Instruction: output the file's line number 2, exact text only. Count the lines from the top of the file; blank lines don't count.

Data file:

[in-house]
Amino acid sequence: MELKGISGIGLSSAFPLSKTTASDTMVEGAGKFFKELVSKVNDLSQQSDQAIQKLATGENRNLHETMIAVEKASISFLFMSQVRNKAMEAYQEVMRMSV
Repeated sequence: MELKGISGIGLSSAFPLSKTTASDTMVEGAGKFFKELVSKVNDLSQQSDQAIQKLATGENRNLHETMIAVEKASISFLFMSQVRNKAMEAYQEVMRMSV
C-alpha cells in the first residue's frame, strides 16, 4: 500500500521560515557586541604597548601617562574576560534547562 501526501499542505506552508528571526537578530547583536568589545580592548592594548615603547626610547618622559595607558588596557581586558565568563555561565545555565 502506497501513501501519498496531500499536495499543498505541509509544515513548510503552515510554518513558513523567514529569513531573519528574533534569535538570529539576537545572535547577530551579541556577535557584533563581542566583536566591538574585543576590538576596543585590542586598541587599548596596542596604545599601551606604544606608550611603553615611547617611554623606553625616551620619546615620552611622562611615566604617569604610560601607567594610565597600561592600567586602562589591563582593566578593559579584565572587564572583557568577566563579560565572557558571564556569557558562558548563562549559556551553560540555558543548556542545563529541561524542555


Amino acid sequence: MELKGISGIGLSSAFPLSKTTASDTMVEGAGKFFKELVSKVNDLSQQSDQAIQKLATGENRNLHETMIAVEKASISFLFMSQVRNKAMEAYQEVMRMSV